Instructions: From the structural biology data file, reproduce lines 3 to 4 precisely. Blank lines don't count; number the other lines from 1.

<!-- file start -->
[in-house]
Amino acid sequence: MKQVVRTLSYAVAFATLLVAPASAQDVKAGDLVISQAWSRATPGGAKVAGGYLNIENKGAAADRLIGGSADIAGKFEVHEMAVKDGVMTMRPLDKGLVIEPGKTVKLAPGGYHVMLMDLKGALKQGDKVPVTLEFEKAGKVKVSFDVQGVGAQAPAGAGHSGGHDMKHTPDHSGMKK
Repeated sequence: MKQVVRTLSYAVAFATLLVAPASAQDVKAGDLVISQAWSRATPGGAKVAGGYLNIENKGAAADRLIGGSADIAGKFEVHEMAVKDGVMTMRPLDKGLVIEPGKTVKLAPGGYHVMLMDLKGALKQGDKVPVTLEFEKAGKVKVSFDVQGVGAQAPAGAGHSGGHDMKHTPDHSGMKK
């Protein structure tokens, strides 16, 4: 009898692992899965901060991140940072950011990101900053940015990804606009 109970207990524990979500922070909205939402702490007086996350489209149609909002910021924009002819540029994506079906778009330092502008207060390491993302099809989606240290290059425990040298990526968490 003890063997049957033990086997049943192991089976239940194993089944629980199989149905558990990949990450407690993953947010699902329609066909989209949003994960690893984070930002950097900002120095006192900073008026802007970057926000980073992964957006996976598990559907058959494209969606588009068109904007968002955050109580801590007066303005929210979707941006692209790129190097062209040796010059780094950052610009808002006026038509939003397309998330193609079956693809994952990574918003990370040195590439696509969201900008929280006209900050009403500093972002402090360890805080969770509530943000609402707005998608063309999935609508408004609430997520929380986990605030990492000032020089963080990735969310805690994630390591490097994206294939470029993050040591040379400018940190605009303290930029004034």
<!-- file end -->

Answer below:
Repeated sequence: MKQVVRTLSYAVAFATLLVAPASAQDVKAGDLVISQAWSRATPGGAKVAGGYLNIENKGAAADRLIGGSADIAGKFEVHEMAVKDGVMTMRPLDKGLVIEPGKTVKLAPGGYHVMLMDLKGALKQGDKVPVTLEFEKAGKVKVSFDVQGVGAQAPAGAGHSGGHDMKHTPDHSGMKK
């Protein structure tokens, strides 16, 4: 009898692992899965901060991140940072950011990101900053940015990804606009 109970207990524990979500922070909205939402702490007086996350489209149609909002910021924009002819540029994506079906778009330092502008207060390491993302099809989606240290290059425990040298990526968490 003890063997049957033990086997049943192991089976239940194993089944629980199989149905558990990949990450407690993953947010699902329609066909989209949003994960690893984070930002950097900002120095006192900073008026802007970057926000980073992964957006996976598990559907058959494209969606588009068109904007968002955050109580801590007066303005929210979707941006692209790129190097062209040796010059780094950052610009808002006026038509939003397309998330193609079956693809994952990574918003990370040195590439696509969201900008929280006209900050009403500093972002402090360890805080969770509530943000609402707005998608063309999935609508408004609430997520929380986990605030990492000032020089963080990735969310805690994630390591490097994206294939470029993050040591040379400018940190605009303290930029004034």